“Silent data corruption,” or SDC, sounds like a menacing malady. SDC, Los Alamos National Laboratory (LANL) reports, “occurs when a computing system produces incorrect result(s) without issuing a warning or error message.” Root causes can include temperature and voltage fluctuations, manufacturing residues, oxide breakdowns, electrostatic discharges and even subatomic particles such as cosmic rays.
Could key supercomputers at LANL and other Department of Energy national laboratories be afflicted with SDC? That question prompted a five-year LANL study, which indeed found some evidence for SDC. But, fortunately, not much.
SDC triggers none of the usual alarms or crashes, so it’s potentially the ultimate thief in the night for computer users. Certain circumstances can cause bits to change from zeros to ones, or from ones to zeros, a process known as “flipping.” If undetected, flipping can wreck a computation.
Sarah Michalak, a staff member with LANL’s Statistical Science Group and lead author of a report on the SDC study, says SDC isn’t just a supercomputer problem but “has the potential to affect all computing resources, including cellphones, tablets, laptops, desktops, large-scale clusters and storage systems.”
Often, she says, SDC is “imperceptible or merely a nuisance if it is detected. For example, in graphical applications such as images, games, or movies a single incorrect pixel in an image is likely imperceptible to the viewer.”
But “SDC is of particular concern for high-performance computing platforms used for scientific computation,” she wrote in the report released at last year’s SC14 supercomputing conference. The study involved 12 different LANL high-performance computing (HPC) platforms.
Bearing massive numbers of computing nodes and complicated architectures, HPC platforms at national laboratories “may be used to support policy decisions,” Michalak says. “Thus, there is the possibility of a scientifically plausible incorrect result leading to a policy decision that is different from the one that would be made given a correct result.”
As far back as 1976, when Los Alamos received a six-month trial of a Cray 1 – an early supercomputer that was primitive by today’s standards – careful surveillance revealed a total of 152 bit flips in that device’s memory unit, a LANL report says.
SDC surfaced in the trade press in 1994 after a professor at Virginia’s Lynchburg College discovered incorrect data emanating from the Intel P5 processor’s floating-point unit.
Researchers have also detected it in a number of other settings, including a NASA long-term global observation satellite system, an Amazon cloud data storage system, and at CERN, the European Organization for Nuclear Research, which uses accelerators and massive data collection to probe the universe’s fundamental structure.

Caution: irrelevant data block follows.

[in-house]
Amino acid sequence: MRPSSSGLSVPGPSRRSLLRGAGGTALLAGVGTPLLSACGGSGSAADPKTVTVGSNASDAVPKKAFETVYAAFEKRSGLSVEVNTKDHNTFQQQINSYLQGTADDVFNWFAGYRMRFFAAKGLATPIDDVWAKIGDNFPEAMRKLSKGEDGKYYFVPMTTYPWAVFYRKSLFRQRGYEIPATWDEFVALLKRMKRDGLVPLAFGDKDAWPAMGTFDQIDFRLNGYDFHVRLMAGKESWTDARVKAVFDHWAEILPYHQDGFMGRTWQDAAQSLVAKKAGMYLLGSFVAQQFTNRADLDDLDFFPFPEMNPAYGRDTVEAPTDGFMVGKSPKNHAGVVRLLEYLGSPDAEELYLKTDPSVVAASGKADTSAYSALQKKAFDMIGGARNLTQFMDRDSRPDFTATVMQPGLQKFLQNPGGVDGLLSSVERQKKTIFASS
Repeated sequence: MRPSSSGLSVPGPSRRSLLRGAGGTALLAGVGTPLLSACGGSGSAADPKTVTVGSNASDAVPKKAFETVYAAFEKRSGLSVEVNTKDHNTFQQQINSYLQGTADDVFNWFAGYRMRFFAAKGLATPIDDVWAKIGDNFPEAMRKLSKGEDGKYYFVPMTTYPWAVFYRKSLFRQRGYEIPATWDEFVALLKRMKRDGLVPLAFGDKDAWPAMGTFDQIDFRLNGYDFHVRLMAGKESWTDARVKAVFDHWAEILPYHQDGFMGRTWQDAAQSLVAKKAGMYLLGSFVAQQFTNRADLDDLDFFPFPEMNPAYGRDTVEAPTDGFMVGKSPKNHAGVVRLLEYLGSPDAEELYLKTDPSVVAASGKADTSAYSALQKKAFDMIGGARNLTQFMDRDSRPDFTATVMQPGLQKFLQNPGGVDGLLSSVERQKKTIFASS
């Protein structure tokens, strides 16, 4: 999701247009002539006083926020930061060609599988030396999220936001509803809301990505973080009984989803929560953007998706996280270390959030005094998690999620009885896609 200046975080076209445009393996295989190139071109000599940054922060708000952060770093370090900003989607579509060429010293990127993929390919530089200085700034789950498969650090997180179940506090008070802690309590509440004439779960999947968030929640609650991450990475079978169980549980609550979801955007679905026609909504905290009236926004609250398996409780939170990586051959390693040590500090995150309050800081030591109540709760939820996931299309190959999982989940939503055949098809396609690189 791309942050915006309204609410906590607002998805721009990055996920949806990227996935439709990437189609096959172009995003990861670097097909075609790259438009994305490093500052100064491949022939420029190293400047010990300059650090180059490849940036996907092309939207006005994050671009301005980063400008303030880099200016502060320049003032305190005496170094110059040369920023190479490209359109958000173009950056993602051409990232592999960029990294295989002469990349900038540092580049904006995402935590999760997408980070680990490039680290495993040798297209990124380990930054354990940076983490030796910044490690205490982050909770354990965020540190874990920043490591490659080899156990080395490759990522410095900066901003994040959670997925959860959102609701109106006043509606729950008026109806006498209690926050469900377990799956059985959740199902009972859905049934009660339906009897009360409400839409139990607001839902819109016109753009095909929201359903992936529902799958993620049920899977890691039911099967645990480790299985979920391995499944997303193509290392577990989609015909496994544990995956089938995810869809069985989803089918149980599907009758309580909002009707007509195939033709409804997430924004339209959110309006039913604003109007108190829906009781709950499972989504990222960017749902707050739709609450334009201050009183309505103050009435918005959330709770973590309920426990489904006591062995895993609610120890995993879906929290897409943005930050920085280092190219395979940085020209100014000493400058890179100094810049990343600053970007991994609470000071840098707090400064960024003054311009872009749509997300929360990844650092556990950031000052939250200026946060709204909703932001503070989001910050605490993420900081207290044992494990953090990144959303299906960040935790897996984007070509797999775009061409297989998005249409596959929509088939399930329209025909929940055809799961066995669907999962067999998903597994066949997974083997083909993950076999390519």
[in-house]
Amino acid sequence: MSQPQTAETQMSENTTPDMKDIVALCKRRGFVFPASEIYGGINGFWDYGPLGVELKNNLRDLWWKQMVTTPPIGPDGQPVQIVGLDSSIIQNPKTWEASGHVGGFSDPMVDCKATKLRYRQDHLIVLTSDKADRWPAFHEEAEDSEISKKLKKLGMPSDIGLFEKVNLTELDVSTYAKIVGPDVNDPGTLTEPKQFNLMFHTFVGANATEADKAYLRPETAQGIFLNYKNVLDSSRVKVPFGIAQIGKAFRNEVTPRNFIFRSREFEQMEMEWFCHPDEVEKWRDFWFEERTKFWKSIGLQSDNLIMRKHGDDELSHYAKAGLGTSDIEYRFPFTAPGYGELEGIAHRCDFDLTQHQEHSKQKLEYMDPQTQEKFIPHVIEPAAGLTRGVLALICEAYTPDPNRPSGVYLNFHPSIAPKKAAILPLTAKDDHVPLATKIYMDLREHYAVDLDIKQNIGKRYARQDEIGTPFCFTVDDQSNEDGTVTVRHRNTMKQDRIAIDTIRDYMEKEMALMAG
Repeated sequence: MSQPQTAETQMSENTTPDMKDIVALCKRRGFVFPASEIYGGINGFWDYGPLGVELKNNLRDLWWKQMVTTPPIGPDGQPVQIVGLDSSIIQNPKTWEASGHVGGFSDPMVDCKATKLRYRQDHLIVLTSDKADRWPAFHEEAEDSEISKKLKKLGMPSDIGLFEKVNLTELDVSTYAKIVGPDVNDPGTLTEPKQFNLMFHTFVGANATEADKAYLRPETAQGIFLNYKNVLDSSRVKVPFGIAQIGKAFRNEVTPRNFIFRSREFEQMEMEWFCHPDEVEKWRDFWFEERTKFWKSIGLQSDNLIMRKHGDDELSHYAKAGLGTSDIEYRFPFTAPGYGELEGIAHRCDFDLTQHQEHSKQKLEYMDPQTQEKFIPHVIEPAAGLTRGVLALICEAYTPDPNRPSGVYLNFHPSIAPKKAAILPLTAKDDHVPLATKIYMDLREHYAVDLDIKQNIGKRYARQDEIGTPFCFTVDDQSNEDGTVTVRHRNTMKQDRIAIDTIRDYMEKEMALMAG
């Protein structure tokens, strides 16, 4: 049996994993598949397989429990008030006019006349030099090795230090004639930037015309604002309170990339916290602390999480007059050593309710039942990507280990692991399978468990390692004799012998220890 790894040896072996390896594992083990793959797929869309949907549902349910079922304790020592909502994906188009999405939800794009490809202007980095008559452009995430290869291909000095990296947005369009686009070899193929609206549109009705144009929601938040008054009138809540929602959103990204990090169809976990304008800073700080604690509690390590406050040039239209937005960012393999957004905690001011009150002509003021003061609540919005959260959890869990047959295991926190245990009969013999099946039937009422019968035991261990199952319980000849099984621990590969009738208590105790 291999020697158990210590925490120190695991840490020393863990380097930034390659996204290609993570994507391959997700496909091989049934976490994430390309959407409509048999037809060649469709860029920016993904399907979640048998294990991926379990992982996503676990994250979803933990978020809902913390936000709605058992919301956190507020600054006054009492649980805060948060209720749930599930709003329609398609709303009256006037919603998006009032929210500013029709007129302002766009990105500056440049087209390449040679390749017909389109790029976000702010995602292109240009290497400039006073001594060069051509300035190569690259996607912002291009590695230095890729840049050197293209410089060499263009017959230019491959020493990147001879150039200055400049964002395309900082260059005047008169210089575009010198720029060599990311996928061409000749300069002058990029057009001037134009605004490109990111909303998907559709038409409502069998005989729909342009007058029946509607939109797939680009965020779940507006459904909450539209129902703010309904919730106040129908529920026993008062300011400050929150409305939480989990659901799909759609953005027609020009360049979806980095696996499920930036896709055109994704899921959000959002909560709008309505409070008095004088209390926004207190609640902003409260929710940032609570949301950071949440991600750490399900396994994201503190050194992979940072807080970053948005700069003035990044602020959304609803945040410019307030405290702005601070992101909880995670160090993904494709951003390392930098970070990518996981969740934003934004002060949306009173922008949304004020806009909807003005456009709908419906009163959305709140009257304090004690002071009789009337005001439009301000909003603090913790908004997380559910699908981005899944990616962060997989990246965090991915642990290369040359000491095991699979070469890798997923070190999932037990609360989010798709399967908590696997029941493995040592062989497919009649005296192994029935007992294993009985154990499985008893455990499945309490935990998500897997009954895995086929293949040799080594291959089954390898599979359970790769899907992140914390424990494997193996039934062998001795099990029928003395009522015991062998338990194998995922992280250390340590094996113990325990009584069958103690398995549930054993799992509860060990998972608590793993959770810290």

Study on Q
The first study Michalak contributed to in this area was a 2005 investigation of “higher-than-expected” numbers of single-node failures during early operations of the Q supercomputer, then rated as the world’s second fastest with a calculation rate of nearly 14 trillion operations per second.
Located at LANL and shared with Lawrence Livermore and Sandia national laboratories, Q was installed to help support stewardship of the nation’s nuclear weapons stockpile as advanced HPC simulations replaced live tests.
Q’s node failures were not silent but instead blamed on “fatal soft errors” – bit flips in its memory system that led to node crashes.
In a separate paper, Michalak and coauthors from Los Alamos and Hewlett-Packard – the system vendor – explained how large calculations in Q were divided up and routed to different processors. “When a single node fails, the entire job must be restarted from its last known state,” they reported. “Consequently, single-node failures can increase the runtimes of large calculations.”
The LANL-HP team localized failures to a memory cache – a component that stores data for quick processing – on the motherboard. The bit flips were detected as parity errors, meaning that sums of digits ended up odd when they should be even or vice versa. The investigators hypothesized that the errors were most likely caused by cosmic ray-induced neutrons. Exposure of Q’s circuitry to neutron beams generated by Los Alamos’ ICE House buttressed their hunch. (ICE stands for “irradiation of chips electronics.”)
In this case, elevation was a factor, because Q is housed at about 7,500 feet, “where the cosmic-ray-induced neutrons that can lead to soft errors are roughly 6.4 times more prevalent compared to at sea level,” their paper said. Those results allowed managers to pre-plan for crash rates from fatal soft errors in Q and its successor supercomputers.
Michalak says Los Alamos was the right place to look for SDC. “LANL is among the few institutions that have both the large-scale systems required for field testing and the willingness to publicly share the resulting data to raise awareness of issues like SDC.”
So a large-scale search was performed between October 2007 and October 2012 by a team that included two Los Alamos computational scientists, two computer engineers, and Michalak, who served as lead investigator and statistician.
They reviewed more than a thousand node-years of computations and roughly 264 petabytes of data transfers performed by a dozen active or decommissioned LANL HPC platforms. At the end, they found a total of 2,541 SDC-type errors, almost all occurring repeatedly on a small number of nodes.
“A very low rate of incorrect results was detected by the test codes we ran on Los Alamos supercomputers,” Michalak says. “Similar testing would likely reveal correspondingly low rates on comparable systems elsewhere.”
But 2,541 was not zero. “There is strong awareness of the potential for SDC in the large-scale scientific computing community,” Michalak notes. “So most people performing such computations know they need to consider their results carefully.”